Secretary of Homeland Security John Kelly insisted Tuesday that President Donald Trump's executive order restricting travel from seven Muslim-majority countries and suspending the U.S. refugee program is not a ban on travel or on Muslims.
"This is not, I repeat, not a ban on Muslims," Kelly said at a news briefing with other U.S. immigration officials, that comes amid protests and confusion around the world over the order and its effects as inhumane and contrary to long-standing American values.
Democrats and some Republicans have criticized the order and its rollout.
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"Regrettably, the rollout was confusing, but on a go-forward basis, I'm confident that Secretary Kelly is going to make sure that this is done correctly," House Speaker Paul Ryan said at a separate news conference Tuesday.
Kelly characterized the order as a chance to revisit U.S. policy on visas and refugees. He also said that Customs and Border Patrol agents are in compliance with the law, after some reports suggested agents did not immediately comply with a court order that blocked part of the actions.
A senior U.S. official says 872 refugees will be allowed into the United States this week despite the executive order suspending the U.S. refugees program.
Kevin McAleenan, acting commissioner of the U.S. Customs and Border Protection agency, said these refugees would be granted waivers. He said that was allowed for under the order, in instances where refugees were ready for travel and stopping them would cause "undue hardship."
McAleenan said this was being done in concert with the State Department. He said 872 refugees will be arriving this week and will processed for waivers through the end of the week.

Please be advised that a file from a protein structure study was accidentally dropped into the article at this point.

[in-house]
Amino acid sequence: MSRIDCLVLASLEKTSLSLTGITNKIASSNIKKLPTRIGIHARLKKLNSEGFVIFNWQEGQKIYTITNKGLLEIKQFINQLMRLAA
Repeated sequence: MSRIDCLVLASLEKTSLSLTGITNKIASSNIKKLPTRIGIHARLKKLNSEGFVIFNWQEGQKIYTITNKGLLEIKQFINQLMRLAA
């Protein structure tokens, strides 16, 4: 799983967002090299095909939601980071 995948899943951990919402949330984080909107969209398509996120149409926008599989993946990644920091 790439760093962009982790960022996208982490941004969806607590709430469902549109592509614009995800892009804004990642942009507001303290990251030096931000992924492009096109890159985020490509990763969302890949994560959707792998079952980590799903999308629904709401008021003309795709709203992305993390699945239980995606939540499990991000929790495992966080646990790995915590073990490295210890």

Kelly denied reports that he had been out of the loop in the White House planning for the immigration restrictions.
Kelly told reporters he looked at two drafts of the order before the Friday signing and that high-level government lawyers and agency officials were involved in drafting it. He also said he knew it was coming because Trump had long talked about it as a presidential candidate.
People who know Kelly, however, told The Associated Press that he was not aware of the details in the directive until around the time that Trump signed it.
Since Donald Trump was elected president, Democratic state attorneys general have been forming a coordinated wall of legal resistance over immigration, environmental protections, health care, and other major issues.
The state officials' plan for legal pushback has precedent: Several Republican attorneys general made it a practice to routinely file lawsuits against the policies of former President Barack Obama.
Unlike groups taking up fights on behalf of individuals, attorneys general —the chief lawyers for state governments — can sue more broadly on behalf of their states. Most are elected and thus can act independently of their state legislatures or governors.